Saturday, May 03, 2008

The Politics of Repudiation

One thing the Jeremiah Wright affair has established is how central calling people names has become in our political culture. And calling people names, oddly, is a sign that one is Important, Serious, and Wise. The ability to scold has become, strangely, an indispensable qualification.

The political media all know this. They are astonished that anyone does not know this. It is self-evident to them that a person in public life, such as a candidate for the Presidency, should be judged fit or unfit based on their skills in publicly upbraiding people. Someone who does not scold swiftly, and firmly, and loudly, is considered green, naive, and insufficiently serious. Because, as is immediately obvious from the world around us, the ability to scold without hesitating for thought is a universal sign of maturity and wisdom. Go to any diner and look for the guy telling off the waitress. You know that's a guy you can trust.

When sound bites of Jeremiah Wright began to circulate on cable news, where the serious issues are pondered, the situation was clear to every pundit in the land: Barack Obama had to scold that elderly minister, as soon and as publicly as possible. And he had to make it sharp, too. It was the only way to establish that Obama really Had What It Takes. That he would hesitate or qualify was a sign that he was just a kid, really, and not serious like the adults, who know how to deliver a good scolding. Then they tut-tutted over his abilities as a scold. He hadn't done it soon enough! He hadn't done it hard enough! He was too gentle, too nuanced! Only when Obama had to deliver a second scolding, harder, were some of them satisfied, although others (such as the genius Dick Morris) feel that Obama needs to keep scolding, in much more detail, and probably do at least a little scolding every remaining day of his natural life:

Of course, Hillary Clinton has known about the importance of scolding all along. She is very happy to prove her qualifications for the Oval Office by telling everyone how much she disapproves of Jeremiah Wright, and many weeks ago she offered a Obama a tutorial in the importance of telling everyone what a very, very bad man Louis Farrakhan is. It is not sufficiently serious, or Presidential, merely to say that Farrakhan is a bad man. One must be like Senator Clinton, and tell everybody, loudly and clearly, that Louis Farrakhan is not only a very, very bad man but also, and this is the important part, a very, very, very bad man. That is how the serious people do it.

This is a strange qualification for chief executive. Denouncing people takes no particular skill, or at least no particularly rare or unusual skill. If it were all about denouncing people, that guy in the diner harping at the waitress would be Secretary of State, and your Great-Aunt Mabel who's been holding certain grudges since V-E Day would be running the Fed. It isn't correlated with other abilities that a candidate, or an officeholder, needs. And, perhaps most importantly, denouncing people doesn't achieve anything productive.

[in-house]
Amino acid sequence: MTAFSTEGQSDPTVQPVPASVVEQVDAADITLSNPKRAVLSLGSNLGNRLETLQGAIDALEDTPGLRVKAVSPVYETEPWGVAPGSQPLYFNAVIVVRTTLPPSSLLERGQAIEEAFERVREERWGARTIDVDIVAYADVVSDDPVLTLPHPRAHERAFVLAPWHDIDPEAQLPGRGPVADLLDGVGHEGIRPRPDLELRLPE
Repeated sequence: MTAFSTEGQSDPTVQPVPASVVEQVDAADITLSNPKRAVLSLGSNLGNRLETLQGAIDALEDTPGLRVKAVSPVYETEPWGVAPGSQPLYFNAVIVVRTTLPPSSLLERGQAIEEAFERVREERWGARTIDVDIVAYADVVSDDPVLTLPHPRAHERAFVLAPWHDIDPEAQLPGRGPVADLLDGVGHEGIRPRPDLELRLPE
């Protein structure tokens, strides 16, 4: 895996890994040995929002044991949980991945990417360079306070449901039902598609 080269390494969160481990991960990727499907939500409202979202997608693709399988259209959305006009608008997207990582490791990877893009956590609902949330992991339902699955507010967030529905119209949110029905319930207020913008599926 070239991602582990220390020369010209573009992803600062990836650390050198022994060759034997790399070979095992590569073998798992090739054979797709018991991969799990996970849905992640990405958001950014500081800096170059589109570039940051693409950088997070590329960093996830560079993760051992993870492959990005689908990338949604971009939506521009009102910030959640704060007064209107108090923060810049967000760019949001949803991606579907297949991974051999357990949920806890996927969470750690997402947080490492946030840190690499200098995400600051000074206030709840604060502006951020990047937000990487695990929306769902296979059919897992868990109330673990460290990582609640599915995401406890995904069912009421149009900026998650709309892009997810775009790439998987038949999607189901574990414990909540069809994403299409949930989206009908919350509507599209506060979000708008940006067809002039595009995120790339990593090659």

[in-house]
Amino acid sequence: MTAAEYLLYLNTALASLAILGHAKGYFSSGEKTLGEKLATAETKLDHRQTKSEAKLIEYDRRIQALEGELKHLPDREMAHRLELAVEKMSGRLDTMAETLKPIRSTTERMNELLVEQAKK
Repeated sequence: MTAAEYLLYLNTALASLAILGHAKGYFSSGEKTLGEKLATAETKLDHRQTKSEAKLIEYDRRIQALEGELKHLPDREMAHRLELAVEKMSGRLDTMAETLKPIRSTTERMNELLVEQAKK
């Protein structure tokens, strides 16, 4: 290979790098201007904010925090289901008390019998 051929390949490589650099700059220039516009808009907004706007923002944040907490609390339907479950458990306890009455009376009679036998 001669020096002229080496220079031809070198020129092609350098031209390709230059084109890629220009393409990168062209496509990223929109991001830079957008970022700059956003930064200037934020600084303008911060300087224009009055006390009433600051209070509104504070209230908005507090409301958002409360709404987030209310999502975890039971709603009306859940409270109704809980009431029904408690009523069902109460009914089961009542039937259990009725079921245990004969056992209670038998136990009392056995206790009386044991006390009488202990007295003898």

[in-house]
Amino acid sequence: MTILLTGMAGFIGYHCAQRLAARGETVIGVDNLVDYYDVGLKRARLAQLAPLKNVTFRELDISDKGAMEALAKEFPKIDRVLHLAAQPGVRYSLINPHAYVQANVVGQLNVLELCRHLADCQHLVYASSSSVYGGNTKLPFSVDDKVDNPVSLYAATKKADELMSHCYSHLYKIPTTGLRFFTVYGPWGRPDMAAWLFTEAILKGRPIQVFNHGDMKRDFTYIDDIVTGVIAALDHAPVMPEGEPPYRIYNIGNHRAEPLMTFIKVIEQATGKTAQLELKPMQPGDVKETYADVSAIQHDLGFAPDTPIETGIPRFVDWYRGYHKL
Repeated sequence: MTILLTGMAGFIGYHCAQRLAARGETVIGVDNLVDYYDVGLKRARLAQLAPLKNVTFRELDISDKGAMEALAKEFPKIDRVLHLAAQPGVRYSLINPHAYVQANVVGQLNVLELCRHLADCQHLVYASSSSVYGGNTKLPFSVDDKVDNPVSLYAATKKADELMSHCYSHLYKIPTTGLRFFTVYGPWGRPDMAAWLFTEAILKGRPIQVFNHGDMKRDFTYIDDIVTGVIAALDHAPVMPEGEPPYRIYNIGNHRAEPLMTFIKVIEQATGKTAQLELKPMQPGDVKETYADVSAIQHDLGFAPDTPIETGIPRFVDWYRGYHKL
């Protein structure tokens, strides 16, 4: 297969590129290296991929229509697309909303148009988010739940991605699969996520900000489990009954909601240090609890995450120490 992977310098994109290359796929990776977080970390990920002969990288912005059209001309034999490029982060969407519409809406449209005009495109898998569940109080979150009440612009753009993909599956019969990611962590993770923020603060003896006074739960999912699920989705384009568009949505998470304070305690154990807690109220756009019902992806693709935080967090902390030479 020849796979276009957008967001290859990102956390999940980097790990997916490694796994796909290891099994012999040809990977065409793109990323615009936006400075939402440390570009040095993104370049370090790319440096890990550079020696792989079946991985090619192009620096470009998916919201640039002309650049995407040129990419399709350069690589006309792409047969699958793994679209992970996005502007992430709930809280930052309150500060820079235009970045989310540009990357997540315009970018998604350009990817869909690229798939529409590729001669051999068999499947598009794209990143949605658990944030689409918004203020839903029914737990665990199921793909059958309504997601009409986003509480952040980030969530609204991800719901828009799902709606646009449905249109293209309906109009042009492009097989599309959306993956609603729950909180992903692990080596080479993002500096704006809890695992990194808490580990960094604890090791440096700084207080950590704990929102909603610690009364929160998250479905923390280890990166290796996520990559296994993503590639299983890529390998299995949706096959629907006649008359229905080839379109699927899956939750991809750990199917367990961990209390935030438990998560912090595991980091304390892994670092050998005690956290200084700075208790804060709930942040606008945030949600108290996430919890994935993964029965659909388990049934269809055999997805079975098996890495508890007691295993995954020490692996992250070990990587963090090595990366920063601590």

You heard me. Nothing productive. Not a damned thing. We can call Louis Farrakhan a very very very bad man, with a very very bad plan, all day every day, and it will not help anything or anyone in the slightest.

Are Jeremiah Wright's most extreme beliefs, such as the canard about the government creating AIDS, bad and harmful things? Sure. I denounce them. I reject them. Notice how much better the world got just now as I was doing that?

Pundits talk reverently about the so-called "Sistah Souljah moment," which only pundits remember, but which has become a mandatory step on the road to the Oval Office. "Is this Obama's Sistah Souljah moment?" "When will he have his Sistah Souljah moment?" This "Sistah Souljah moment" which has become a fundamental prerequisite to control of the Executive Branch, commemorates the moment in 1992 when Bill Clinton valiantly denounced and rejected a B- or C-list rapper, a black woman no less, and thereby solved all of America's problems with race.

Although Clinton's bold stance ensured racial harmony forever, it must evidently be repeated every generation or so, if by "generation" we mean "every four years, at the latest." So it's incumbent upon Obama, if he's serious about our national destiny, to seek out some African-American who qualifies as a "public figure" for newspaper purposes, but who has no actual power and can do the candidate no conceivable harm, such as a rapper who doesn't sell too many records or a pastor who has recently retired from his ministry. Then, as an example of public virtue, the Presidential candidate must publicly castigate said irrelevant African-American borderline celebrity as an example of all that is wrong with the nation and the world. And that will prove both Seriousness and Moral Leadership.

What better qualifications could Obama show? What else would we look for in a leader?

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